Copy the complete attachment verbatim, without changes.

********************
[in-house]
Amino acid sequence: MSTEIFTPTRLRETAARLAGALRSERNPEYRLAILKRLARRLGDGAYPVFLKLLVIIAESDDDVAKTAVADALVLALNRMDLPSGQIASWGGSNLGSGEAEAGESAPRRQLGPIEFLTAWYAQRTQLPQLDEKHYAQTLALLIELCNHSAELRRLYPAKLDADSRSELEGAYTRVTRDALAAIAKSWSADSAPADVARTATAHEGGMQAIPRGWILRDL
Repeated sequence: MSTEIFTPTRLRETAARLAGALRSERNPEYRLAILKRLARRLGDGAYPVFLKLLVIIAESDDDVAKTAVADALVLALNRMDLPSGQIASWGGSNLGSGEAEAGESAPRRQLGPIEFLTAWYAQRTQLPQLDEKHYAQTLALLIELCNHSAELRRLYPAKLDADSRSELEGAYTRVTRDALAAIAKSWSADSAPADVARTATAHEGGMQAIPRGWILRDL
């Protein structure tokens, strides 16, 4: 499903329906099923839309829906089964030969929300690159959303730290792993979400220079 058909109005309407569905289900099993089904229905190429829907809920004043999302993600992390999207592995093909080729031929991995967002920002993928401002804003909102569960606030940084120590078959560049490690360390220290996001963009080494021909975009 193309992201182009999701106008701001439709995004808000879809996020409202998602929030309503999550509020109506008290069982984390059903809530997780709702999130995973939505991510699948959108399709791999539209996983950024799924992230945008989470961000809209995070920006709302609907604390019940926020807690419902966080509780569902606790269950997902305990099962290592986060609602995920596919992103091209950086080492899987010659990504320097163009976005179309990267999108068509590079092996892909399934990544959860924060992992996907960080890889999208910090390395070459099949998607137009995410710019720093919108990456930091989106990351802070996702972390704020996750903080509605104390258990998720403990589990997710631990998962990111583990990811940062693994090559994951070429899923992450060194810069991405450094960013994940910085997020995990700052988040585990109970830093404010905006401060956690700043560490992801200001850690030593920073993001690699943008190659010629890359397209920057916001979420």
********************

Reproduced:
[in-house]
Amino acid sequence: MSTEIFTPTRLRETAARLAGALRSERNPEYRLAILKRLARRLGDGAYPVFLKLLVIIAESDDDVAKTAVADALVLALNRMDLPSGQIASWGGSNLGSGEAEAGESAPRRQLGPIEFLTAWYAQRTQLPQLDEKHYAQTLALLIELCNHSAELRRLYPAKLDADSRSELEGAYTRVTRDALAAIAKSWSADSAPADVARTATAHEGGMQAIPRGWILRDL
Repeated sequence: MSTEIFTPTRLRETAARLAGALRSERNPEYRLAILKRLARRLGDGAYPVFLKLLVIIAESDDDVAKTAVADALVLALNRMDLPSGQIASWGGSNLGSGEAEAGESAPRRQLGPIEFLTAWYAQRTQLPQLDEKHYAQTLALLIELCNHSAELRRLYPAKLDADSRSELEGAYTRVTRDALAAIAKSWSADSAPADVARTATAHEGGMQAIPRGWILRDL
């Protein structure tokens, strides 16, 4: 499903329906099923839309829906089964030969929300690159959303730290792993979400220079 058909109005309407569905289900099993089904229905190429829907809920004043999302993600992390999207592995093909080729031929991995967002920002993928401002804003909102569960606030940084120590078959560049490690360390220290996001963009080494021909975009 193309992201182009999701106008701001439709995004808000879809996020409202998602929030309503999550509020109506008290069982984390059903809530997780709702999130995973939505991510699948959108399709791999539209996983950024799924992230945008989470961000809209995070920006709302609907604390019940926020807690419902966080509780569902606790269950997902305990099962290592986060609602995920596919992103091209950086080492899987010659990504320097163009976005179309990267999108068509590079092996892909399934990544959860924060992992996907960080890889999208910090390395070459099949998607137009995410710019720093919108990456930091989106990351802070996702972390704020996750903080509605104390258990998720403990589990997710631990998962990111583990990811940062693994090559994951070429899923992450060194810069991405450094960013994940910085997020995990700052988040585990109970830093404010905006401060956690700043560490992801200001850690030593920073993001690699943008190659010629890359397209920057916001979420």